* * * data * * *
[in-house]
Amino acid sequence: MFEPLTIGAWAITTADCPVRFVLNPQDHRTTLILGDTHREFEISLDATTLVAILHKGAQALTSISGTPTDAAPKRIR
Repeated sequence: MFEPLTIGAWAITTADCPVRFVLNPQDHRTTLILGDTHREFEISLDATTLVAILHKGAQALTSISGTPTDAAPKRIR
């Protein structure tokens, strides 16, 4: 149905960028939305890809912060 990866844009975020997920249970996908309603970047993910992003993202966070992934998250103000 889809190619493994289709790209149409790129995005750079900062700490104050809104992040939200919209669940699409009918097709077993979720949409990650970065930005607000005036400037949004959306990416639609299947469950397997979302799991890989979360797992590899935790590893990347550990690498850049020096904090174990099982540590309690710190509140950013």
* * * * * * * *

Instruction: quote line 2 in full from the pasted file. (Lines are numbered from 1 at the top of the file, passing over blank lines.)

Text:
Amino acid sequence: MFEPLTIGAWAITTADCPVRFVLNPQDHRTTLILGDTHREFEISLDATTLVAILHKGAQALTSISGTPTDAAPKRIR